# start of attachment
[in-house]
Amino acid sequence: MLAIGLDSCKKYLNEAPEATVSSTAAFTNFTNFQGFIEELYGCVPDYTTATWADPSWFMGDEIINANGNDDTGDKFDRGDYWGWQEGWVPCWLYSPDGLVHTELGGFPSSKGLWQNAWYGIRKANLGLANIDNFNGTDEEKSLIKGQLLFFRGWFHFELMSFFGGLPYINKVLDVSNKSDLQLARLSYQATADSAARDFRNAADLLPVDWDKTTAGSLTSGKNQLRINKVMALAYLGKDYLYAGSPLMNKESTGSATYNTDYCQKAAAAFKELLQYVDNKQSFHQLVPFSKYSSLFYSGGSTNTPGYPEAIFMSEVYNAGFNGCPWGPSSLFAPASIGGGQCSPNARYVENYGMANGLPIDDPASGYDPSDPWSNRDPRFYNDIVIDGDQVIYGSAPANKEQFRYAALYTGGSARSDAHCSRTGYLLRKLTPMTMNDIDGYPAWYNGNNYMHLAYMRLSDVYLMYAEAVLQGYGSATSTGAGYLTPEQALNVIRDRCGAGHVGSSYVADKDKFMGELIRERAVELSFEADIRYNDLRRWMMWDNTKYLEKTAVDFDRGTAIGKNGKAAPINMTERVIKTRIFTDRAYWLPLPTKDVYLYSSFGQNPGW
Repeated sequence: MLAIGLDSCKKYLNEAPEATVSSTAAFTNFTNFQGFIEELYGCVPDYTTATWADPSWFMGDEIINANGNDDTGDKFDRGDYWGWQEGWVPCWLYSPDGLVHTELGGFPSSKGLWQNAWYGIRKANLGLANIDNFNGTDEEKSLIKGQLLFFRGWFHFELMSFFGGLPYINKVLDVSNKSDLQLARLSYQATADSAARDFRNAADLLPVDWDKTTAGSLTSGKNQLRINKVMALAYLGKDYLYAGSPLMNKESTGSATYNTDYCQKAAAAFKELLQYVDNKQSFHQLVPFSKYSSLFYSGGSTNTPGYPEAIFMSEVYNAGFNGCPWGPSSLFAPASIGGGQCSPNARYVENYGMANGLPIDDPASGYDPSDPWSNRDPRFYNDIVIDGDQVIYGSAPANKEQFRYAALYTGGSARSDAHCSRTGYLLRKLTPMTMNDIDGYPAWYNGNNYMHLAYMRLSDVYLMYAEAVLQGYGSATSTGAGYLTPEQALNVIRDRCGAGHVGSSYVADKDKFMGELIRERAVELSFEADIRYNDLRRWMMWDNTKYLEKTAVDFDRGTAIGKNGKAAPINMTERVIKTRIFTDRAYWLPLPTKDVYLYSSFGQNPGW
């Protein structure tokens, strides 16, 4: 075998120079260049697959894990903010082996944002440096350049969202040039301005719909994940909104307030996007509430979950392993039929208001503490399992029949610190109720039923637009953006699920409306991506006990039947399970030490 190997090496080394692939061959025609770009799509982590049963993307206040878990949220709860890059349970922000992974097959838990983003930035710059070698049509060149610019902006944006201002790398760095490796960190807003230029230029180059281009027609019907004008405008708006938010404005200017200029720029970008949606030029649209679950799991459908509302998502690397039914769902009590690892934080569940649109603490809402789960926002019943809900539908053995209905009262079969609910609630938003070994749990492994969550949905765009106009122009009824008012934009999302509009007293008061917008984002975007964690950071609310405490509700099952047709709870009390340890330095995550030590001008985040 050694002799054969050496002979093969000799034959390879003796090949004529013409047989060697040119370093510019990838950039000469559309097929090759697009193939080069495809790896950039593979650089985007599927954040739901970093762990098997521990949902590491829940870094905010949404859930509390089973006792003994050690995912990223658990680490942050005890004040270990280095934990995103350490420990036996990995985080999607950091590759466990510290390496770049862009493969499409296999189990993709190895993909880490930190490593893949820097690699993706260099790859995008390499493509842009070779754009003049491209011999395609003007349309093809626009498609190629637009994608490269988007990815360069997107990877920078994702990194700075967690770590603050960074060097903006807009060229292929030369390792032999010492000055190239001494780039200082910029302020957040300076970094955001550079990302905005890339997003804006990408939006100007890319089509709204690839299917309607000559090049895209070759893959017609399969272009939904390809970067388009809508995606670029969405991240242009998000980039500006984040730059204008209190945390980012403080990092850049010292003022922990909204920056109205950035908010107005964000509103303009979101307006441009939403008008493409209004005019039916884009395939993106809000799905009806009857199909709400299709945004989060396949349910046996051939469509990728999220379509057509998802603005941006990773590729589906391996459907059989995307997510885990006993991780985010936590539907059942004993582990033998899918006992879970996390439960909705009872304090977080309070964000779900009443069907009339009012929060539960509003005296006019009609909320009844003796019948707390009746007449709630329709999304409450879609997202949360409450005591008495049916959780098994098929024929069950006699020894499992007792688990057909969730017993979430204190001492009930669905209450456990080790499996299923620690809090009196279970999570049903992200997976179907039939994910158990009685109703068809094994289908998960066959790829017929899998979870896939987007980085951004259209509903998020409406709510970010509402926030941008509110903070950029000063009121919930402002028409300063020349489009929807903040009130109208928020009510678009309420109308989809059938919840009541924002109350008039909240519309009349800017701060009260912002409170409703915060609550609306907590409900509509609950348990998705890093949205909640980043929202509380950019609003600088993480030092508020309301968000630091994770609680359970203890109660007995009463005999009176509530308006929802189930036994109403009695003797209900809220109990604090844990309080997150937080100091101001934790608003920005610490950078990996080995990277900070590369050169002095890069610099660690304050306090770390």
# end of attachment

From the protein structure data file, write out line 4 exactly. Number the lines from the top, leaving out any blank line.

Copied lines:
């Protein structure tokens, strides 16, 4: 075998120079260049697959894990903010082996944002440096350049969202040039301005719909994940909104307030996007509430979950392993039929208001503490399992029949610190109720039923637009953006699920409306991506006990039947399970030490 190997090496080394692939061959025609770009799509982590049963993307206040878990949220709860890059349970922000992974097959838990983003930035710059070698049509060149610019902006944006201002790398760095490796960190807003230029230029180059281009027609019907004008405008708006938010404005200017200029720029970008949606030029649209679950799991459908509302998502690397039914769902009590690892934080569940649109603490809402789960926002019943809900539908053995209905009262079969609910609630938003070994749990492994969550949905765009106009122009009824008012934009999302509009007293008061917008984002975007964690950071609310405490509700099952047709709870009390340890330095995550030590001008985040 050694002799054969050496002979093969000799034959390879003796090949004529013409047989060697040119370093510019990838950039000469559309097929090759697009193939080069495809790896950039593979650089985007599927954040739901970093762990098997521990949902590491829940870094905010949404859930509390089973006792003994050690995912990223658990680490942050005890004040270990280095934990995103350490420990036996990995985080999607950091590759466990510290390496770049862009493969499409296999189990993709190895993909880490930190490593893949820097690699993706260099790859995008390499493509842009070779754009003049491209011999395609003007349309093809626009498609190629637009994608490269988007990815360069997107990877920078994702990194700075967690770590603050960074060097903006807009060229292929030369390792032999010492000055190239001494780039200082910029302020957040300076970094955001550079990302905005890339997003804006990408939006100007890319089509709204690839299917309607000559090049895209070759893959017609399969272009939904390809970067388009809508995606670029969405991240242009998000980039500006984040730059204008209190945390980012403080990092850049010292003022922990909204920056109205950035908010107005964000509103303009979101307006441009939403008008493409209004005019039916884009395939993106809000799905009806009857199909709400299709945004989060396949349910046996051939469509990728999220379509057509998802603005941006990773590729589906391996459907059989995307997510885990006993991780985010936590539907059942004993582990033998899918006992879970996390439960909705009872304090977080309070964000779900009443069907009339009012929060539960509003005296006019009609909320009844003796019948707390009746007449709630329709999304409450879609997202949360409450005591008495049916959780098994098929024929069950006699020894499992007792688990057909969730017993979430204190001492009930669905209450456990080790499996299923620690809090009196279970999570049903992200997976179907039939994910158990009685109703068809094994289908998960066959790829017929899998979870896939987007980085951004259209509903998020409406709510970010509402926030941008509110903070950029000063009121919930402002028409300063020349489009929807903040009130109208928020009510678009309420109308989809059938919840009541924002109350008039909240519309009349800017701060009260912002409170409703915060609550609306907590409900509509609950348990998705890093949205909640980043929202509380950019609003600088993480030092508020309301968000630091994770609680359970203890109660007995009463005999009176509530308006929802189930036994109403009695003797209900809220109990604090844990309080997150937080100091101001934790608003920005610490950078990996080995990277900070590369050169002095890069610099660690304050306090770390």